Innovation starts when people ask the What if Question? Today I attend a great lecture in connection with the 10 year anniversary for the Sunshine Coast Innovation Centre. The lecturer was Steve Huff, form managing director of Typefi, an automated publishing too used by companies such as Apple, Lonely Planet and Telstra.
Steve Huff was sharing his entrepreneurial experience, which he did really well. In 1999, just after the IT bobble busted, he founded Typefi, after asking the question; What if we could automate book publishing and save the publishers money by shortening the editing process from several days to today’s just 3 minutes. The entire lecture was framed by this question of: What if? Because as Steve said, that is the main question entrepreneurs ask themselves.
Steve shared a great story of an episode with an online conference call with Apple in Cupertino, where they experienced constant fall outs. The Apple employees became pretty frustrated about the situation and Steve Huff and his team had to admit that they did not have broadband.
Even though Steve’s story was pretty amazing, he underlined that being an entrepreneur is a hard job and he also had a few stories to about sleepless nights, extreme frustration and fear. But as he stated, if you are passionate about what you do, you don’t want to take a break from it.
Today Steve has asked himself the question: What if we could supply refugee camps in Africa with lightning and by that minimize the risk of assault and rape of women and children? With this question has Steve set out to create jobs in a whole new industry of lightning under the name of Doble.
The anniversary also gave the opportunity to say hello to Gideon Shalwick, an online video marketing entrepreneur specialized in turning online videos into cash. I had the pleasure of sitting in on a guest lecture held by Gideon just a week earlier on Campus. It was a great lecture, and I was happy to be presented with the opportunity to have a little chat about Gideon’s book publishing history.
All over a regular Thursday turned into an extraordinary Thursday. Now I am about to ask myself the What if Question? And so should you?
Happy New Year Everyone!
This year I spend my New Year’s Eve 2012 in Sydney, witnessing the spectacular Sydney Harbour fireworks. It was a truly amazing experience, despite the 12 hours wait for a good spot of the show.
After arriving home yesterday, I had a funny incident with my landlord commenting on the fact that I was so amazed by my experience in Sydney. What she confronted me with was a 6.3 million large figure representing the coast of the fireworks in Sydney, and whether or not I found 12 min of fireworks worth that large amount of money. I gladly answered that it was all worth it, to her surprise. We did not discuss it further. However it made me start wondering.
I knew what I had spent in Sydney for the four days I was there, and just with simple math I quickly realized that the 6.3 million was not such a bad investment. Just with some rough estimates I could easily disprove my landlord’s position.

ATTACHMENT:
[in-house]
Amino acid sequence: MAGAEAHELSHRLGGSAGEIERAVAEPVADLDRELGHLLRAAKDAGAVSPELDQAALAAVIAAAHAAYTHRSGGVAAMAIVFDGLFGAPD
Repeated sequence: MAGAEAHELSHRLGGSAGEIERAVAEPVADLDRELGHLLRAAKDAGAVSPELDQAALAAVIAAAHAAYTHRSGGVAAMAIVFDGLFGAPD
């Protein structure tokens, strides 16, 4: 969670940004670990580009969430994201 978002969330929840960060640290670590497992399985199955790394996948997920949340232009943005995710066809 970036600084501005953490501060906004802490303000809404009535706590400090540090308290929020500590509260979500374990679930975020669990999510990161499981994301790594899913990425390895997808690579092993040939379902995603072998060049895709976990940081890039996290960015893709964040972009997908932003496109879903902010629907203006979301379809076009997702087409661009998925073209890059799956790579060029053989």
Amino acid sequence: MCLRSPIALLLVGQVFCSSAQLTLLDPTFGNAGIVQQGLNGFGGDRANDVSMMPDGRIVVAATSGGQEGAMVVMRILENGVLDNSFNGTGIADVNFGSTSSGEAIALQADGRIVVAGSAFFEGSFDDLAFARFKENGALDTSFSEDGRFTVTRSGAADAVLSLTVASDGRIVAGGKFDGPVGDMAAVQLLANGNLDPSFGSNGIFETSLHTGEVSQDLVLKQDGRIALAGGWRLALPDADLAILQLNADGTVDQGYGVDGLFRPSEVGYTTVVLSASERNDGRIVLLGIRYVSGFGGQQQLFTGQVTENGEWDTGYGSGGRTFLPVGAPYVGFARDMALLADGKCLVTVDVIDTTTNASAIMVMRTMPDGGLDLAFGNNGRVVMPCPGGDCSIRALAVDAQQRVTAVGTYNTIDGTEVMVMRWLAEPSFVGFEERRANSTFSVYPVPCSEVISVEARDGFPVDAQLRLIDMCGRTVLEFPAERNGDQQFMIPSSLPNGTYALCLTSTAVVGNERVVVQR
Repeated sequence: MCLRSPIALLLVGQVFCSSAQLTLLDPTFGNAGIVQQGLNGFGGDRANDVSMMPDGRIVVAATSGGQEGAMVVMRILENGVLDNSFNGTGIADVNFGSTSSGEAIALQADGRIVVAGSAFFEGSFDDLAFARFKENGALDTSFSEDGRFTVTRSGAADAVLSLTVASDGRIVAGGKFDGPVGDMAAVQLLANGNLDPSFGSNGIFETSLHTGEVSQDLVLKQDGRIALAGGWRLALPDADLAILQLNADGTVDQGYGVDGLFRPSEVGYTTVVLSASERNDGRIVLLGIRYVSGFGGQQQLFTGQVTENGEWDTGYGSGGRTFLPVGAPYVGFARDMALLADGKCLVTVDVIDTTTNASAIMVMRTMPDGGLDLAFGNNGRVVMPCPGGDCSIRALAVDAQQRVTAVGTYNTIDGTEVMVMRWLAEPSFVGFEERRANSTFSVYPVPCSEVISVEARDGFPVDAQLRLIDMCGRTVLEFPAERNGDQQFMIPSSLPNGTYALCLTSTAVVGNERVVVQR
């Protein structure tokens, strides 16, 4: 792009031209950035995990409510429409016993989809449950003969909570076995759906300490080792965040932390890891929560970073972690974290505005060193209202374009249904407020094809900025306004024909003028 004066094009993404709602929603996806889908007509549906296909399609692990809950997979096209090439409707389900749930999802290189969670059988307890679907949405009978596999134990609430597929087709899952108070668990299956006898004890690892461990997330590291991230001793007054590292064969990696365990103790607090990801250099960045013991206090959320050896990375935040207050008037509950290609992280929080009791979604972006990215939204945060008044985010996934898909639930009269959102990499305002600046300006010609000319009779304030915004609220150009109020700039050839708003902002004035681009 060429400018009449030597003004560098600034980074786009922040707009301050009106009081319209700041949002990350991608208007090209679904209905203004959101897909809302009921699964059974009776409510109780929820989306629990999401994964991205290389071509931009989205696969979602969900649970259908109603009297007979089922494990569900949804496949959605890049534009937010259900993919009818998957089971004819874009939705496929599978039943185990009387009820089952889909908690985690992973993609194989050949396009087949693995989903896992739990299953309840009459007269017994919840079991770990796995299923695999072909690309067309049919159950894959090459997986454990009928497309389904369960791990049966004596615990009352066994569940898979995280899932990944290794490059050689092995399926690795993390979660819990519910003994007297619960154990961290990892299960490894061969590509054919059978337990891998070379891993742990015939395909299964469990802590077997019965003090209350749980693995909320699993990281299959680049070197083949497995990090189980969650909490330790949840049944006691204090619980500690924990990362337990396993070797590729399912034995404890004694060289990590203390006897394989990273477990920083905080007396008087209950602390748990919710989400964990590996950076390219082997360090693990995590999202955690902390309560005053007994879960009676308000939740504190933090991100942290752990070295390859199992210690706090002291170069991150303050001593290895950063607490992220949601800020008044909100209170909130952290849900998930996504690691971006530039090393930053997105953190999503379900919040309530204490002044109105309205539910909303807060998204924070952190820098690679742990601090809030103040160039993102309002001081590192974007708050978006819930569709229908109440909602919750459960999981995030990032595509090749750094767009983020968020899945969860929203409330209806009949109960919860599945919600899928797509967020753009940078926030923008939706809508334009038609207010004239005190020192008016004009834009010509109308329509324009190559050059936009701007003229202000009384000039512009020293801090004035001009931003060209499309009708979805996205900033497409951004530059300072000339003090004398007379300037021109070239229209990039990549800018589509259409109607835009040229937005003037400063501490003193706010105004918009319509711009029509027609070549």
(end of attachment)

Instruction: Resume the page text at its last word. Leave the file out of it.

It had wakened my attention and I had to research the actual figures of the event. The official figures indicate that the 6.3 million fireworks had put 156 million dollar into the local economy and on average a total cost of 4 dollar per spectator. This means that 1.575,000 people saw the show. In Australia the corporate income tax is flat 30% which means that the government has earned an estimate of 46.8 million dollar, deducting the 6.3, equal to 40.5 million dollar in tax revenue. (These estimates due not consider speculations or other forms of avoiding taxes.) However the numbers speak for them self.
Was the 6.3 million dollar fireworks show worth the money? Yes it was all worth it!
I participated in Global Management Challenge (GMC) the world’s largest Strategy and Management Competition, where more than 450,000 university students compete worldwide. Global Management Challenge is the largest international business simulation event and has a history going back to 1980 when if for the first time emerged in Portugal by SDG – Simuladores e Modelos de Gestão. Today 34 nations are represented in the game and the nationalities stretch from Denmark to Singapore; from Venezuela to China.
The game is a simulation game challenging me and all the other 450,000 participants with over 60 different decisions weekly, created to simulate a real decision board in a real company. Everyone participate in team of 3 to 5 people, and I was joined with 4 classmates about making the decisions.
The game gave me a great insight in what it takes to manage a production company, with all from buy of raw material, production facilities, employees, budgeting, agents, distributors, investors and 60 other parameters.
The game is played on a weekly basis, with one decision sheet per week. What defines the success on the scoreboard for the company is the value of the company’s stock on the stock exchange. The greatest companies reach the Danish final, where the best team will represented Denmark in the international final, in year 2011 taking place in Macao, China, only an hour with boat form Hong Kong.
Global Management Challenge is in Denmark sponsored by Maersk, Accenture, Siemens, Cowi, BiBoB, KPMG, BK Medical, IDA management forum and DJØF.
Read the official documentation for Global Management Challenge here